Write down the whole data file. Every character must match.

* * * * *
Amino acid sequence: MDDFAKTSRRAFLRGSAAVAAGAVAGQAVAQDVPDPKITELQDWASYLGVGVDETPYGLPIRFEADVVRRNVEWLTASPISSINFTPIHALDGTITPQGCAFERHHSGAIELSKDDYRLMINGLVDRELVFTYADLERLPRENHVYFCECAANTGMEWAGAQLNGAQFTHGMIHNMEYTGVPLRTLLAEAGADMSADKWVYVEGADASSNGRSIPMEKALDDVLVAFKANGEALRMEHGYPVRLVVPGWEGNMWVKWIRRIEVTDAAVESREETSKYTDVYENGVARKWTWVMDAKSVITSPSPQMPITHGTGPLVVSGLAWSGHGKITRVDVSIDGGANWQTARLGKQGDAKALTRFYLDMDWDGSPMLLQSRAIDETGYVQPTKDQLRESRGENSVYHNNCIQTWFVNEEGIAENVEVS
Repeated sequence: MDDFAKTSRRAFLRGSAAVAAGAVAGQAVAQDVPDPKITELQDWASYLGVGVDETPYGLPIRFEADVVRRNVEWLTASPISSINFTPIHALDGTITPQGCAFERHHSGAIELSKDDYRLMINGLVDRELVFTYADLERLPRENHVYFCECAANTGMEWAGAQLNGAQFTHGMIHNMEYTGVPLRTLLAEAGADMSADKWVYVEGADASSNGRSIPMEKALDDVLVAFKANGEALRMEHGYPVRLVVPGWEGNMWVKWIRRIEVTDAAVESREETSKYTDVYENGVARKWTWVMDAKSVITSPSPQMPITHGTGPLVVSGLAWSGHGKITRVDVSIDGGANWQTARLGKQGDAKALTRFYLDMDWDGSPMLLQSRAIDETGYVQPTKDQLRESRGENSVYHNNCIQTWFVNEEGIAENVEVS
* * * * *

Amino acid sequence: MDDFAKTSRRAFLRGSAAVAAGAVAGQAVAQDVPDPKITELQDWASYLGVGVDETPYGLPIRFEADVVRRNVEWLTASPISSINFTPIHALDGTITPQGCAFERHHSGAIELSKDDYRLMINGLVDRELVFTYADLERLPRENHVYFCECAANTGMEWAGAQLNGAQFTHGMIHNMEYTGVPLRTLLAEAGADMSADKWVYVEGADASSNGRSIPMEKALDDVLVAFKANGEALRMEHGYPVRLVVPGWEGNMWVKWIRRIEVTDAAVESREETSKYTDVYENGVARKWTWVMDAKSVITSPSPQMPITHGTGPLVVSGLAWSGHGKITRVDVSIDGGANWQTARLGKQGDAKALTRFYLDMDWDGSPMLLQSRAIDETGYVQPTKDQLRESRGENSVYHNNCIQTWFVNEEGIAENVEVS
Repeated sequence: MDDFAKTSRRAFLRGSAAVAAGAVAGQAVAQDVPDPKITELQDWASYLGVGVDETPYGLPIRFEADVVRRNVEWLTASPISSINFTPIHALDGTITPQGCAFERHHSGAIELSKDDYRLMINGLVDRELVFTYADLERLPRENHVYFCECAANTGMEWAGAQLNGAQFTHGMIHNMEYTGVPLRTLLAEAGADMSADKWVYVEGADASSNGRSIPMEKALDDVLVAFKANGEALRMEHGYPVRLVVPGWEGNMWVKWIRRIEVTDAAVESREETSKYTDVYENGVARKWTWVMDAKSVITSPSPQMPITHGTGPLVVSGLAWSGHGKITRVDVSIDGGANWQTARLGKQGDAKALTRFYLDMDWDGSPMLLQSRAIDETGYVQPTKDQLRESRGENSVYHNNCIQTWFVNEEGIAENVEVS